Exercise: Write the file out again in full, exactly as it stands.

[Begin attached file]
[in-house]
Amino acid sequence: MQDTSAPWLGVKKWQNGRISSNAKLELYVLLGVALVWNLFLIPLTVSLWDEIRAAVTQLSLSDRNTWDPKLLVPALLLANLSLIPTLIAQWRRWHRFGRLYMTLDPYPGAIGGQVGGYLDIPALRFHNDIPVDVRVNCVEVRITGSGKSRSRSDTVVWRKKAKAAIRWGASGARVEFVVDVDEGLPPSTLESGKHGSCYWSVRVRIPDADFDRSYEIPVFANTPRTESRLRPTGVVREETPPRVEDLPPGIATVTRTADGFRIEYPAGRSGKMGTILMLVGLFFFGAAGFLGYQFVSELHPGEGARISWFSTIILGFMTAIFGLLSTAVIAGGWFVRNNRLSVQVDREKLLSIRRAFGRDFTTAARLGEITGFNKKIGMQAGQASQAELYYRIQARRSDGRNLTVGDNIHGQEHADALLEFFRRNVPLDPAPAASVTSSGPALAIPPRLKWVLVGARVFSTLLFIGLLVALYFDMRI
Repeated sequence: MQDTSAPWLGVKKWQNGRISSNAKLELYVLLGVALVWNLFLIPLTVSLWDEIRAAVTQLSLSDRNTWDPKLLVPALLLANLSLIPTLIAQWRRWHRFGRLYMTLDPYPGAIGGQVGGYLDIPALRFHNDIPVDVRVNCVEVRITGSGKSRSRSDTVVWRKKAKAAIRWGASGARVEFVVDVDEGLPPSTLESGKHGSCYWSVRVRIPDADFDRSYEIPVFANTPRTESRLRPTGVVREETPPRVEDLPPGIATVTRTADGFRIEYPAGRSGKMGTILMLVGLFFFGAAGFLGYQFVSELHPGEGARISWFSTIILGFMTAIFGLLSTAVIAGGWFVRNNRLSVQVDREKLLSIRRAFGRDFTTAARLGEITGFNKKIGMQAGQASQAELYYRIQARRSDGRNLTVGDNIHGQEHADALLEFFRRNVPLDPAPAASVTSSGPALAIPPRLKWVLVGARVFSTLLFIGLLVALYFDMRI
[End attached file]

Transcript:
[in-house]
Amino acid sequence: MQDTSAPWLGVKKWQNGRISSNAKLELYVLLGVALVWNLFLIPLTVSLWDEIRAAVTQLSLSDRNTWDPKLLVPALLLANLSLIPTLIAQWRRWHRFGRLYMTLDPYPGAIGGQVGGYLDIPALRFHNDIPVDVRVNCVEVRITGSGKSRSRSDTVVWRKKAKAAIRWGASGARVEFVVDVDEGLPPSTLESGKHGSCYWSVRVRIPDADFDRSYEIPVFANTPRTESRLRPTGVVREETPPRVEDLPPGIATVTRTADGFRIEYPAGRSGKMGTILMLVGLFFFGAAGFLGYQFVSELHPGEGARISWFSTIILGFMTAIFGLLSTAVIAGGWFVRNNRLSVQVDREKLLSIRRAFGRDFTTAARLGEITGFNKKIGMQAGQASQAELYYRIQARRSDGRNLTVGDNIHGQEHADALLEFFRRNVPLDPAPAASVTSSGPALAIPPRLKWVLVGARVFSTLLFIGLLVALYFDMRI
Repeated sequence: MQDTSAPWLGVKKWQNGRISSNAKLELYVLLGVALVWNLFLIPLTVSLWDEIRAAVTQLSLSDRNTWDPKLLVPALLLANLSLIPTLIAQWRRWHRFGRLYMTLDPYPGAIGGQVGGYLDIPALRFHNDIPVDVRVNCVEVRITGSGKSRSRSDTVVWRKKAKAAIRWGASGARVEFVVDVDEGLPPSTLESGKHGSCYWSVRVRIPDADFDRSYEIPVFANTPRTESRLRPTGVVREETPPRVEDLPPGIATVTRTADGFRIEYPAGRSGKMGTILMLVGLFFFGAAGFLGYQFVSELHPGEGARISWFSTIILGFMTAIFGLLSTAVIAGGWFVRNNRLSVQVDREKLLSIRRAFGRDFTTAARLGEITGFNKKIGMQAGQASQAELYYRIQARRSDGRNLTVGDNIHGQEHADALLEFFRRNVPLDPAPAASVTSSGPALAIPPRLKWVLVGARVFSTLLFIGLLVALYFDMRI